Well, here we are. 8 months after the UK’s vote to leave, the divorce proceedings between Britain and the EU have finally begun. Brexit is officially upon us, and it looks like Theresa & The Gang have managed to put together a bit of a plan.
This White Paper, shared by the government last week is a 12-point plan about how we will exit from the EU and what Britain can hope to achieve. It states that businesses will not have to worry about any “overnight” changes to trading laws, but with the confirmation that our intent is to leave the single market, it’s no surprise that businesses across the UK and overseas are starting to panic.
It’s like the British public are the children in the back seat of a car journey, lost in the middle of the countryside, listening to their parents arguing.
The fact of the matter is, we all know we’re lost. Maybe Dad is too proud to admit it, and is pretending he knows the way. Maybe Mum is saying it’ll all be okay, manically trying to get the SatNav to work. But we’re all in the backseat; all aware that we are completely lost, putting our faith in our parents to find our way home.
So, why didn’t we think this through before holding a referendum?
The answer is simple: no one saw it coming.
Sure, we talked about it. Endlessly.
But in the wake of the referendum, the British population was stunned.
Few expected the Leave campaign to succeed, even those who voted to leave the EU. In fact, according to polling, seven in ten voters expected a victory for Remain, including 54% of those who voted to leave.
“I’m shocked and worried”, one Leave voter said the day after the referendum. “I voted Leave but I didn’t think my vote would count. I never thought it would actually happen.”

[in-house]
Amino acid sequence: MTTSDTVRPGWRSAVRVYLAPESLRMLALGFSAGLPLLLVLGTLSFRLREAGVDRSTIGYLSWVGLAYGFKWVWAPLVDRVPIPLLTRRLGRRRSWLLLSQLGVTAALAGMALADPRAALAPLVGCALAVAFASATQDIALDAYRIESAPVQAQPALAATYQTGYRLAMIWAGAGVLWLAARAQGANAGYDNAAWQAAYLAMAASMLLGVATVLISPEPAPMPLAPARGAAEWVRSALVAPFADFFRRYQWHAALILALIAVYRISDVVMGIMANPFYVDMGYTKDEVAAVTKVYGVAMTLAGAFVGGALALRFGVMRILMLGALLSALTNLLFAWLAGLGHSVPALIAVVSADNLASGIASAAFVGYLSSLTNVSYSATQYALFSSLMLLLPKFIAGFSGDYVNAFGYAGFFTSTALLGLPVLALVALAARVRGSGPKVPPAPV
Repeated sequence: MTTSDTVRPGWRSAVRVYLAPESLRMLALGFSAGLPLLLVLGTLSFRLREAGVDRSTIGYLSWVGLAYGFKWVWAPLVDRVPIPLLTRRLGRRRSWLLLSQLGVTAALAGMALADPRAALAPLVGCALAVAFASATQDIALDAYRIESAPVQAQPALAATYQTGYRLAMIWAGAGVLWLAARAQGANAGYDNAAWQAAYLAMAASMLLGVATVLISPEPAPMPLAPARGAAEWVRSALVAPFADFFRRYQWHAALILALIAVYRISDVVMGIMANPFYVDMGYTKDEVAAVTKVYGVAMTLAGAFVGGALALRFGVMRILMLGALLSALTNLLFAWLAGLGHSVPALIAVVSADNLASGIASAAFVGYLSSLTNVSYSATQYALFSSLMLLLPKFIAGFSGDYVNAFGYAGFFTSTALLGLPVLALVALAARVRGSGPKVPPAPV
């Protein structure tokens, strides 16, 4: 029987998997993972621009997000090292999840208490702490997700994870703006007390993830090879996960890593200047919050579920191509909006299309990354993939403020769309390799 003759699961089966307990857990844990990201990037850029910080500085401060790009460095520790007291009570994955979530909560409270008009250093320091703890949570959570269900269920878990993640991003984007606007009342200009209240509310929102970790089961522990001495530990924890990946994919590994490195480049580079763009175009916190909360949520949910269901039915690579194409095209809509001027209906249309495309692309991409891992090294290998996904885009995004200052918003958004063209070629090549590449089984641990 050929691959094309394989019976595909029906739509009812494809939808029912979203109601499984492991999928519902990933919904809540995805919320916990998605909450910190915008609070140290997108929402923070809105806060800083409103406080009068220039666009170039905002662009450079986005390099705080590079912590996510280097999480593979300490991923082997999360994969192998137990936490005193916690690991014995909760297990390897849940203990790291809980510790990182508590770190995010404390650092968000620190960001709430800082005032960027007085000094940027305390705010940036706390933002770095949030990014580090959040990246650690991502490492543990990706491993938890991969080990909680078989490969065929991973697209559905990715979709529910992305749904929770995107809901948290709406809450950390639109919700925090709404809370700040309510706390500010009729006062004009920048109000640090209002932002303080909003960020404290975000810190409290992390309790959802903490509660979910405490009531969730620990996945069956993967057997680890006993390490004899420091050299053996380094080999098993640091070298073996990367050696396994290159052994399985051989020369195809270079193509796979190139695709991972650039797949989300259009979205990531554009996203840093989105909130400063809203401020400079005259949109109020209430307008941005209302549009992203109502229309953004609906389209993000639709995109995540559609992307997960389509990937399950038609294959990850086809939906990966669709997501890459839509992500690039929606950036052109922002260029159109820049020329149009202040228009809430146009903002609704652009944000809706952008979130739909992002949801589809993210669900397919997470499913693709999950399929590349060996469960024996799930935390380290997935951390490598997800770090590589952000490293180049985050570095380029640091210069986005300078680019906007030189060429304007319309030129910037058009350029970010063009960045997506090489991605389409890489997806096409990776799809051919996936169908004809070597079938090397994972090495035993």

This statement is alarming at first, and taken at face value, a Remain voter could get quite unnerved questioning why a person would vote for something they didn’t necessarily think was a good idea.
In fact, this one post-referendum remark serves to explain how we got to where we are today.
The British public felt disillusioned; completely sick of the government bureaucracy that has plagued the UK and its people for a very long time. After a decade of grinning and bearing it (also known as “Keep Calm & Carry On”) something was bound to happen. Given the chance to throw a giant, socio-political and economical spanner in the works, a large chunk of the population would always have taken it.
In order to exit from the EU, we must give a notice period of two years. This means that the actual date of an EU exit will not come until 2019; but businesses are already feeling the effects.
So, how will Brexit affect your business?
The intent of the government is to introduce The Great Repeal Bill. Once in place, EU Law will no longer apply directly to the UK.